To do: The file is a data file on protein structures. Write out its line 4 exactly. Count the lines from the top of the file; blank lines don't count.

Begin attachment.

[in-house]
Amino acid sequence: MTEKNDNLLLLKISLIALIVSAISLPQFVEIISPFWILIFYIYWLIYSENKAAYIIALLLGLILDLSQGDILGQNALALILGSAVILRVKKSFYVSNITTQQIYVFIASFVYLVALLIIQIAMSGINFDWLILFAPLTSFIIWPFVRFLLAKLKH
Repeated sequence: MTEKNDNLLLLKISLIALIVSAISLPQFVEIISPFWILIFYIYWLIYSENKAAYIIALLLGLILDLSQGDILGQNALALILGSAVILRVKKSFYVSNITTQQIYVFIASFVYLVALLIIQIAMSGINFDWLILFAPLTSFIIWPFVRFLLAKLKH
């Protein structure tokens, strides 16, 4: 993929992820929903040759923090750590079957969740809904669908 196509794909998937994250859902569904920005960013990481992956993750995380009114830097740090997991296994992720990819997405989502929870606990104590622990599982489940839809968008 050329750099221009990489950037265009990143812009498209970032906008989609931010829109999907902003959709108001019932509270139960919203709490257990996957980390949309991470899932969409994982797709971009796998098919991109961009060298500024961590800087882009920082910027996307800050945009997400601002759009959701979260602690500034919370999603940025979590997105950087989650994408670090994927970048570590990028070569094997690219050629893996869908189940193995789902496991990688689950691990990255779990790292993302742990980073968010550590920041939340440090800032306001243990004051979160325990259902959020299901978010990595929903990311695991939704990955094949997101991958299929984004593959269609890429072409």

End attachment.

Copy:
């Protein structure tokens, strides 16, 4: 993929992820929903040759923090750590079957969740809904669908 196509794909998937994250859902569904920005960013990481992956993750995380009114830097740090997991296994992720990819997405989502929870606990104590622990599982489940839809968008 050329750099221009990489950037265009990143812009498209970032906008989609931010829109999907902003959709108001019932509270139960919203709490257990996957980390949309991470899932969409994982797709971009796998098919991109961009060298500024961590800087882009920082910027996307800050945009997400601002759009959701979260602690500034919370999603940025979590997105950087989650994408670090994927970048570590990028070569094997690219050629893996869908189940193995789902496991990688689950691990990255779990790292993302742990980073968010550590920041939340440090800032306001243990004051979160325990259902959020299901978010990595929903990311695991939704990955094949997101991958299929984004593959269609890429072409």